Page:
Person You May Know

Facebook continues to give me a list called People You May Know,

my ex-husband always in the top position. No matter how many times


I click reject he keeps popping up as a Person I May Know and not

a Person I Once Thought I Knew or a Person Who is Impossible to Know


or a Person Who Gave Me Two Children Who Grew into Republicans.

Time is taking its time erasing him, is what I’m saying. Thirty years


after divorce and the last four of his Social still mix in my head.

Creep, journalists call it. Mission Creep. First Husband Creep.


This morning is so quiet I can hear a man two blocks away when he sneezes.

Someone could probably explain the acoustics of this. There are yellow


and blue and rust-colored flowers around the border of our maroon rug

that’s become worn from the way we walk on it, from the habit of our feet


going from one room to the other, a pattern no one could have predicted,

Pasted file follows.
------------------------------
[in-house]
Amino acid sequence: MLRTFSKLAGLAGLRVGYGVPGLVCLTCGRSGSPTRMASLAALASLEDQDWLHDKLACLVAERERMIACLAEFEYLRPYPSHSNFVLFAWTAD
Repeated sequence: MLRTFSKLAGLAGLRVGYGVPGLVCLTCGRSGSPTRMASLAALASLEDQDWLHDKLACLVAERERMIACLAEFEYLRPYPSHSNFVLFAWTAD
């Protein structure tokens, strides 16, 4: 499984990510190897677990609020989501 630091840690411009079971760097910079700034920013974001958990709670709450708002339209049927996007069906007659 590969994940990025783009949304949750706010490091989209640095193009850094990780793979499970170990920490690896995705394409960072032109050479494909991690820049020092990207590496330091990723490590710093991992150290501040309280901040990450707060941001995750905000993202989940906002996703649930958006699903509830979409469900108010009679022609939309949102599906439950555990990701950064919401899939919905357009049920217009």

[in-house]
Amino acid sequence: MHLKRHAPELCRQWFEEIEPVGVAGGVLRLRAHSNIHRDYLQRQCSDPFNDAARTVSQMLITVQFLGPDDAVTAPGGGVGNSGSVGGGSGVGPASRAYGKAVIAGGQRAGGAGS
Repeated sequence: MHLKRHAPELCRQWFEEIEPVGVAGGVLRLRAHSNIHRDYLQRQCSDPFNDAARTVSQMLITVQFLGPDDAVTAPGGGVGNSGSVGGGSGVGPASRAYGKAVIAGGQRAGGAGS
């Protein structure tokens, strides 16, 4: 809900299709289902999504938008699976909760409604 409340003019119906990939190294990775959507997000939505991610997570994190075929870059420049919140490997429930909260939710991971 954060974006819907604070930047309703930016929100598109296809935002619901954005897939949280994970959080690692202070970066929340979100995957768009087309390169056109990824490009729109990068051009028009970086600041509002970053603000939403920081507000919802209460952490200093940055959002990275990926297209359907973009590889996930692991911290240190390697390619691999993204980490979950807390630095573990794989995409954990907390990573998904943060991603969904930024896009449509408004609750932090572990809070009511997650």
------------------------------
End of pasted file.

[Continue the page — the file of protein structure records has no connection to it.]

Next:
like the landscaped garden path that is not quite the path


where people actually walk and crush the grass and kick the pebbles

to the side. Sometimes I look at a new sofa and imagine it worn out and dirty,


or a new rug with the stains it will have some day, or a springtime garden

already brown and off the bloom. 



Karen Z. Duffy has won two Fellowships in Poetry from the New Jersey State Council on the Arts and one in Creative Nonfiction from The Norman Mailer Writers Colony in Provincetown, Massachusetts. Duffy’s chapbook, Giving in to the Smoke, received the Starting Gate Award from Finishing Line Press, and her poem, “World Series, Game 5” was featured on The NewsHour on PBS. Duffy teaches poetry writing with Murphy Writing of Stockton University.